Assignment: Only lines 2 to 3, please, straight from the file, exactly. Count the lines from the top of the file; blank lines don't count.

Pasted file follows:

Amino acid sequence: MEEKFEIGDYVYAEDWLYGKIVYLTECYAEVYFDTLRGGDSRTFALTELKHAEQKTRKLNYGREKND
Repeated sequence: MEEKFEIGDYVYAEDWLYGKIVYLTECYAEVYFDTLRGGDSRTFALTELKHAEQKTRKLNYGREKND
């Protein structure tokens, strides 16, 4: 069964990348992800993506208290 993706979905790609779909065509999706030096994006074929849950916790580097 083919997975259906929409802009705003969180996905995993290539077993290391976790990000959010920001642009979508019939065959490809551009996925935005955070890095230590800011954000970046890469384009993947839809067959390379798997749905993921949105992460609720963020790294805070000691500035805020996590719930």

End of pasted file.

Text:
Repeated sequence: MEEKFEIGDYVYAEDWLYGKIVYLTECYAEVYFDTLRGGDSRTFALTELKHAEQKTRKLNYGREKND
């Protein structure tokens, strides 16, 4: 069964990348992800993506208290 993706979905790609779909065509999706030096994006074929849950916790580097 083919997975259906929409802009705003969180996905995993290539077993290391976790990000959010920001642009979508019939065959490809551009996925935005955070890095230590800011954000970046890469384009993947839809067959390379798997749905993921949105992460609720963020790294805070000691500035805020996590719930």